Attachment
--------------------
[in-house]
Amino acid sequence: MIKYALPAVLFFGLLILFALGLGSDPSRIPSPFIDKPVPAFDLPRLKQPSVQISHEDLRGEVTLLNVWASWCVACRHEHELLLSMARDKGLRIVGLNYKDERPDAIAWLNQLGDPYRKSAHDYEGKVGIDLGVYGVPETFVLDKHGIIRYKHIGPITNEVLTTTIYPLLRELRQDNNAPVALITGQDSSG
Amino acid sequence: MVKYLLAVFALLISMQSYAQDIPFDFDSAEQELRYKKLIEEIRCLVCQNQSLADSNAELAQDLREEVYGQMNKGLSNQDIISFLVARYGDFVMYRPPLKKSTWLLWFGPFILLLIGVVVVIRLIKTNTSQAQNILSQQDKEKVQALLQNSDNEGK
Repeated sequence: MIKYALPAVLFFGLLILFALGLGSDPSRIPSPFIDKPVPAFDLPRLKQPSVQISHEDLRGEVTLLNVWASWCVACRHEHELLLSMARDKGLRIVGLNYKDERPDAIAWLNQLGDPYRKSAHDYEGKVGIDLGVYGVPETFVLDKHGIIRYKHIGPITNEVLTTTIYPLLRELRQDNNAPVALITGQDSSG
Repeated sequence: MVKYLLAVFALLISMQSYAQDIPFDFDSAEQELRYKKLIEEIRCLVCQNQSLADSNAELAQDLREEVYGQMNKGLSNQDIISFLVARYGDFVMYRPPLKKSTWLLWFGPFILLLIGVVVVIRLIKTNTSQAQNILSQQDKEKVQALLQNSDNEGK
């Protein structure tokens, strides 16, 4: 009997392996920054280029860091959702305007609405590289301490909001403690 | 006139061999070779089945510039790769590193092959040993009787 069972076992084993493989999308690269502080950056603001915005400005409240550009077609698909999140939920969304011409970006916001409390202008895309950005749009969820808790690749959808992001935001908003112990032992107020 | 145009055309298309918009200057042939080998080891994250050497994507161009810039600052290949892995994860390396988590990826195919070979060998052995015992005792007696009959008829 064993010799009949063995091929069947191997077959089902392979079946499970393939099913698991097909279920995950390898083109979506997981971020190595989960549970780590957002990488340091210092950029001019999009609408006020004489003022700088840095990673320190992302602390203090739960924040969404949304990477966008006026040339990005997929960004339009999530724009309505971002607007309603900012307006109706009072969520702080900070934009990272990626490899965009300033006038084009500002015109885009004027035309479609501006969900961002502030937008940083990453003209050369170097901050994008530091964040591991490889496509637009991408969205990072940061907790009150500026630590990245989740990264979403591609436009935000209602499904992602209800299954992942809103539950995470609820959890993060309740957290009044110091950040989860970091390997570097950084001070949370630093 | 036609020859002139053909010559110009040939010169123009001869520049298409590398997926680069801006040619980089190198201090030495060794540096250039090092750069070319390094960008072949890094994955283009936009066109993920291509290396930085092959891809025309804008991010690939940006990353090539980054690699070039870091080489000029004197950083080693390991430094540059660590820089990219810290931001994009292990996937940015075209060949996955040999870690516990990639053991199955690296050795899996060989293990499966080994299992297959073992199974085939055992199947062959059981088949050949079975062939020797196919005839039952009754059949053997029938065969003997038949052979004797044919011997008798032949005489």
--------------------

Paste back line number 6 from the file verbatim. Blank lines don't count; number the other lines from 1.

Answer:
């Protein structure tokens, strides 16, 4: 009997392996920054280029860091959702305007609405590289301490909001403690 | 006139061999070779089945510039790769590193092959040993009787 069972076992084993493989999308690269502080950056603001915005400005409240550009077609698909999140939920969304011409970006916001409390202008895309950005749009969820808790690749959808992001935001908003112990032992107020 | 145009055309298309918009200057042939080998080891994250050497994507161009810039600052290949892995994860390396988590990826195919070979060998052995015992005792007696009959008829 064993010799009949063995091929069947191997077959089902392979079946499970393939099913698991097909279920995950390898083109979506997981971020190595989960549970780590957002990488340091210092950029001019999009609408006020004489003022700088840095990673320190992302602390203090739960924040969404949304990477966008006026040339990005997929960004339009999530724009309505971002607007309603900012307006109706009072969520702080900070934009990272990626490899965009300033006038084009500002015109885009004027035309479609501006969900961002502030937008940083990453003209050369170097901050994008530091964040591991490889496509637009991408969205990072940061907790009150500026630590990245989740990264979403591609436009935000209602499904992602209800299954992942809103539950995470609820959890993060309740957290009044110091950040989860970091390997570097950084001070949370630093 | 036609020859002139053909010559110009040939010169123009001869520049298409590398997926680069801006040619980089190198201090030495060794540096250039090092750069070319390094960008072949890094994955283009936009066109993920291509290396930085092959891809025309804008991010690939940006990353090539980054690699070039870091080489000029004197950083080693390991430094540059660590820089990219810290931001994009292990996937940015075209060949996955040999870690516990990639053991199955690296050795899996060989293990499966080994299992297959073992199974085939055992199947062959059981088949050949079975062939020797196919005839039952009754059949053997029938065969003997038949052979004797044919011997008798032949005489």